Stress treatment using Sage

The herb sage is considered valuable in stress. A tea prepared from the leaves of this plant should be given in the treatment of this condition. This tea is prepared by pouring a cup of boiling water over one teaspoon of dried sage leaves. The water should be covered and infused for several minutes. It should then be strained and sweetened, with honey, if desired. In the case of fresh leaves, a tablespoon of coarsely chopped sage leaves should be used and tea prepared in the same way

Stress treatment using Nutrients

Certain nutrients have proved beneficial in relieving stress. These are vitamins A and B; and minerals such as calcium, potassium, and magnesium which reduce the feeling of irritability and anxiety. Vitamin A is found in green and yellow vegetables. Some of the valuable sources of vitamin B are cashew nuts, green leafy vegetables, yeast, sprouts, and bananas. An element of vitamin B complex, pantothenic acid, is especially important in preventing stress. It has a deep effect on adrenal glands and the immune system; an adequate amount of this vitamin, along with vitamin A, can help prevent many of the changes caused by stress. Potassium deficiencies are associated with breathlessness, fatigue, insomnia, and low blood sugar. Potassium is essential for healthy heart muscles. Nuts and whole grains are good sources of this mineral. Calcium is a natural sedative. Deficiencies can cause fatigue, nervousness and tension. Dairy products, eggs, almonds, and soya beans are rich sources of this mineral. Magnesium is known as nature's tranquilliser and is associated with the prevention of heart attacks. It is found in many fruits, vegetables, seeds, dates, and prunes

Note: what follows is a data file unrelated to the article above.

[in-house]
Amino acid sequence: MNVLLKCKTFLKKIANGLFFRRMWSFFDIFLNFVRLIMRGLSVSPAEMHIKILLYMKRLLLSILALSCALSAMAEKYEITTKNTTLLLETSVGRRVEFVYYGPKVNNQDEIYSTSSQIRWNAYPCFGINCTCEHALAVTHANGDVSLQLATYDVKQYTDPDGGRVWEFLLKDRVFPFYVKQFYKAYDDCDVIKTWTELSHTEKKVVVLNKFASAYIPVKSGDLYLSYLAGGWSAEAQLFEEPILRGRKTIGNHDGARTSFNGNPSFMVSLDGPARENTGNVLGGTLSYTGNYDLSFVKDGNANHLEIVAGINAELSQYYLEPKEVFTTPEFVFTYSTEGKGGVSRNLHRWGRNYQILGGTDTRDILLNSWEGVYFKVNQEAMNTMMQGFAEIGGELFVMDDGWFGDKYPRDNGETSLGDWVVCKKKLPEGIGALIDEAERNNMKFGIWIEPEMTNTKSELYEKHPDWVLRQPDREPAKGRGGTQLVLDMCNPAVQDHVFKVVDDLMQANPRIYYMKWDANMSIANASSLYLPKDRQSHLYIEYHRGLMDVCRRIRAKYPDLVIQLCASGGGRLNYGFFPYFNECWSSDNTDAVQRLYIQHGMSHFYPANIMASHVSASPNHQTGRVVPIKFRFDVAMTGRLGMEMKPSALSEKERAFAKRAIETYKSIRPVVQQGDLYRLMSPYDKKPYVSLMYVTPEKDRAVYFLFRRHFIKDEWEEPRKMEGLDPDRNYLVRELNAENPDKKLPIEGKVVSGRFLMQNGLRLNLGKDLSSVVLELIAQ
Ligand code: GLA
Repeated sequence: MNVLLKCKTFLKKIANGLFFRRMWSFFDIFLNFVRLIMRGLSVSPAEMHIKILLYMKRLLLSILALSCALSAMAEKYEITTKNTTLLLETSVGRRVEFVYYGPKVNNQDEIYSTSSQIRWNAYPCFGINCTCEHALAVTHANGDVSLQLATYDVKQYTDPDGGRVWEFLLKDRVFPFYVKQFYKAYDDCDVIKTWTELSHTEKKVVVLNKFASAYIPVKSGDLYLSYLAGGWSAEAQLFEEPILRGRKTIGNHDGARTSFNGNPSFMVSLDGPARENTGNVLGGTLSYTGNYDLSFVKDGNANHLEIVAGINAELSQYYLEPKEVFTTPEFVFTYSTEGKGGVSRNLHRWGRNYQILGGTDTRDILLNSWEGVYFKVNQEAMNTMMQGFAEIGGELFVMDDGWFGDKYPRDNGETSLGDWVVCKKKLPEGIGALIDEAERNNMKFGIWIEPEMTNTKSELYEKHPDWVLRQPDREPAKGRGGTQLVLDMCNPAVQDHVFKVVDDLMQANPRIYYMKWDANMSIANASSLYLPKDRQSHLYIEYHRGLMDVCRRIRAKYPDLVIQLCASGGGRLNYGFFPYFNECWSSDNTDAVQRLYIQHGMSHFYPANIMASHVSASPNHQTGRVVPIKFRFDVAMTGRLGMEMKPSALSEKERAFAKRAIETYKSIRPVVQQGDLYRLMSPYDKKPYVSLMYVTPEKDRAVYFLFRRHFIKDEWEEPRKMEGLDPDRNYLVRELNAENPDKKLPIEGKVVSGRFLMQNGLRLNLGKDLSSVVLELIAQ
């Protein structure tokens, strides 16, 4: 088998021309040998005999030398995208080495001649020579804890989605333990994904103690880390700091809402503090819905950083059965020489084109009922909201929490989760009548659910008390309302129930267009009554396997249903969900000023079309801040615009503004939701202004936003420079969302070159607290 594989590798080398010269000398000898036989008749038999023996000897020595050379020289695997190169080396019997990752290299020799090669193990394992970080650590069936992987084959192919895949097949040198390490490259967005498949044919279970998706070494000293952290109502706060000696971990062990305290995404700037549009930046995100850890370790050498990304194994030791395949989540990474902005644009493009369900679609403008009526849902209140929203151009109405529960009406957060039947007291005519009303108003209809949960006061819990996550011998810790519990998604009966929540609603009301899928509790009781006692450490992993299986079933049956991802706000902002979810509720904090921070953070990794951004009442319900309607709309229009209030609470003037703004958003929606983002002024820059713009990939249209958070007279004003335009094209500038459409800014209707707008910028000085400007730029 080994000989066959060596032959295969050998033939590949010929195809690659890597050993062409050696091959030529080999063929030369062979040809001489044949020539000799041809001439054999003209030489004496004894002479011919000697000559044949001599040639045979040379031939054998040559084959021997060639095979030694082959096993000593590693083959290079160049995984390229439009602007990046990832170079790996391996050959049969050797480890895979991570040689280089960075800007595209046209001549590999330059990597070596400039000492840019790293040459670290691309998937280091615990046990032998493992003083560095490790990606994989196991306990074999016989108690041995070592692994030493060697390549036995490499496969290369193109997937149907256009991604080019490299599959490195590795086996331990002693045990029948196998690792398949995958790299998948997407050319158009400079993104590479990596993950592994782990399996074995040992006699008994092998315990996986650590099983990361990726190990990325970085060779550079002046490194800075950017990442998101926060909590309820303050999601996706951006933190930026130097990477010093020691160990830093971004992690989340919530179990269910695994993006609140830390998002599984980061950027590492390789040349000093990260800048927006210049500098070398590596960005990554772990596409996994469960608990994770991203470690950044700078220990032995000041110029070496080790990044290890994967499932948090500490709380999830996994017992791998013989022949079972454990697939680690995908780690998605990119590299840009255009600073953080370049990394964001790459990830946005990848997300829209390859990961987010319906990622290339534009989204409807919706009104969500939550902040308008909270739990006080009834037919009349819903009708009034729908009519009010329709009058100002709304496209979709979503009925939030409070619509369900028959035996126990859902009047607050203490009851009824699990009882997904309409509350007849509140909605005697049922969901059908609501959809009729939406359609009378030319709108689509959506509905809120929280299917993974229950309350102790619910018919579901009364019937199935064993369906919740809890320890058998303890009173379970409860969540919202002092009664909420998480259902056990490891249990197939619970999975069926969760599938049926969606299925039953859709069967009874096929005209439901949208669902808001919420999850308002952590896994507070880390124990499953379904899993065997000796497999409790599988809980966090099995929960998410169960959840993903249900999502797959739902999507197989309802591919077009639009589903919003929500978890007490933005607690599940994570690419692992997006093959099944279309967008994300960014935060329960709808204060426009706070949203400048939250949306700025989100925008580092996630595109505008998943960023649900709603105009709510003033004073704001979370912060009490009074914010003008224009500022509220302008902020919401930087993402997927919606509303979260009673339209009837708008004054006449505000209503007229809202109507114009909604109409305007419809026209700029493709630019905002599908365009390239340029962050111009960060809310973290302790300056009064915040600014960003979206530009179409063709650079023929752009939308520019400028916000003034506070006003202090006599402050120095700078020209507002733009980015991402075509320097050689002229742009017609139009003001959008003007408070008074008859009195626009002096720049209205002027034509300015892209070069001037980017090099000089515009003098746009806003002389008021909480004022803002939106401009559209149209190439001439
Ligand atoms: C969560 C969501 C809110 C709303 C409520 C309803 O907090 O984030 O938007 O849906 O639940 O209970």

Stress treatment using Other Foods